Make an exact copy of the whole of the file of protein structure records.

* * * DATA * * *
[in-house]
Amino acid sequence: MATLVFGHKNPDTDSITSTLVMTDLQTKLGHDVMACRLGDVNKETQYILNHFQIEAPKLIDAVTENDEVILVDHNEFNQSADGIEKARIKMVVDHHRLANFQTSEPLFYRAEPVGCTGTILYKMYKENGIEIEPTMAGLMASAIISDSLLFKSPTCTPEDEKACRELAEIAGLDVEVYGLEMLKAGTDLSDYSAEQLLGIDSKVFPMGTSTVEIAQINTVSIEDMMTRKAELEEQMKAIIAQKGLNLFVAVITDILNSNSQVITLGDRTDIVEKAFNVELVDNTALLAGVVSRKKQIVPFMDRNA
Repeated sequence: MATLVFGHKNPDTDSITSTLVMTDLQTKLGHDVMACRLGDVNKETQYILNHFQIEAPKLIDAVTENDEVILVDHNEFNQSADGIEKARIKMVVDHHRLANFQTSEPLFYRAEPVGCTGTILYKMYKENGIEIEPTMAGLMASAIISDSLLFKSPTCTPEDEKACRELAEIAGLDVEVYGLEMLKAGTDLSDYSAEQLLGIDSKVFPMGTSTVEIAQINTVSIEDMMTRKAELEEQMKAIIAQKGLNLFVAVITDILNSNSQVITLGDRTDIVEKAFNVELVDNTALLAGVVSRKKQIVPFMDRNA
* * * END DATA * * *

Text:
[in-house]
Amino acid sequence: MATLVFGHKNPDTDSITSTLVMTDLQTKLGHDVMACRLGDVNKETQYILNHFQIEAPKLIDAVTENDEVILVDHNEFNQSADGIEKARIKMVVDHHRLANFQTSEPLFYRAEPVGCTGTILYKMYKENGIEIEPTMAGLMASAIISDSLLFKSPTCTPEDEKACRELAEIAGLDVEVYGLEMLKAGTDLSDYSAEQLLGIDSKVFPMGTSTVEIAQINTVSIEDMMTRKAELEEQMKAIIAQKGLNLFVAVITDILNSNSQVITLGDRTDIVEKAFNVELVDNTALLAGVVSRKKQIVPFMDRNA
Repeated sequence: MATLVFGHKNPDTDSITSTLVMTDLQTKLGHDVMACRLGDVNKETQYILNHFQIEAPKLIDAVTENDEVILVDHNEFNQSADGIEKARIKMVVDHHRLANFQTSEPLFYRAEPVGCTGTILYKMYKENGIEIEPTMAGLMASAIISDSLLFKSPTCTPEDEKACRELAEIAGLDVEVYGLEMLKAGTDLSDYSAEQLLGIDSKVFPMGTSTVEIAQINTVSIEDMMTRKAELEEQMKAIIAQKGLNLFVAVITDILNSNSQVITLGDRTDIVEKAFNVELVDNTALLAGVVSRKKQIVPFMDRNA